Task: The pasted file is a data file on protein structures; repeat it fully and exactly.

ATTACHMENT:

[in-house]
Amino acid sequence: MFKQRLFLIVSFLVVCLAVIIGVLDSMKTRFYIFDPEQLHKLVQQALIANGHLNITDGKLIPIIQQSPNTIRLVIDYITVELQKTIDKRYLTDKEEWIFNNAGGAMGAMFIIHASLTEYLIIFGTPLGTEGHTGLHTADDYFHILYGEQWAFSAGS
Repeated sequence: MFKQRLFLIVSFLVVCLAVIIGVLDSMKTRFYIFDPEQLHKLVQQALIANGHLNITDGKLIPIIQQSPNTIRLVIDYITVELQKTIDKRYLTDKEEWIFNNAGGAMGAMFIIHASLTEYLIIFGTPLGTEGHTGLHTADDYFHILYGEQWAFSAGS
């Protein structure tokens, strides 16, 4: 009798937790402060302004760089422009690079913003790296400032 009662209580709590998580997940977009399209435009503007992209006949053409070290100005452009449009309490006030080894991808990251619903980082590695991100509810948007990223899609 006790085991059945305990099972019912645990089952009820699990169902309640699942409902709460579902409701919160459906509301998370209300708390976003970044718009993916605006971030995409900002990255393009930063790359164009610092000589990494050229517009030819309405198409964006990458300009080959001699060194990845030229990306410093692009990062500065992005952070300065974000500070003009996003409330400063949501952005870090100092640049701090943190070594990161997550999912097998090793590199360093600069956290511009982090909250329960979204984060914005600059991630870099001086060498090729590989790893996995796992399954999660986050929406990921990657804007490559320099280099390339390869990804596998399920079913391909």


[in-house]
Amino acid sequence: MFKQRLFLIVSFLVVCLAVIIGVLDSMKTRFYIFDPEQLHKLVQQALIANGHLNITDGKLIPIIQQSPNTIRLVIDYITVELQKTIDKRYLTDKEEWIFNNAGGAMGAMFIIHASLTEYLIIFGTPLGTEGHTGLHTADDYFHILYGEQWAFSAGS
Repeated sequence: MFKQRLFLIVSFLVVCLAVIIGVLDSMKTRFYIFDPEQLHKLVQQALIANGHLNITDGKLIPIIQQSPNTIRLVIDYITVELQKTIDKRYLTDKEEWIFNNAGGAMGAMFIIHASLTEYLIIFGTPLGTEGHTGLHTADDYFHILYGEQWAFSAGS
């Protein structure tokens, strides 16, 4: 009798937790402060302004760089422009690079913003790296400032 009662209580709590998580997940977009399209435009503007992209006949053409070290100005452009449009309490006030080894991808990251619903980082590695991100509810948007990223899609 006790085991059945305990099972019912645990089952009820699990169902309640699942409902709460579902409701919160459906509301998370209300708390976003970044718009993916605006971030995409900002990255393009930063790359164009610092000589990494050229517009030819309405198409964006990458300009080959001699060194990845030229990306410093692009990062500065992005952070300065974000500070003009996003409330400063949501952005870090100092640049701090943190070594990161997550999912097998090793590199360093600069956290511009982090909250329960979204984060914005600059991630870099001086060498090729590989790893996995796992399954999660986050929406990921990657804007490559320099280099390339390869990804596998399920079913391909």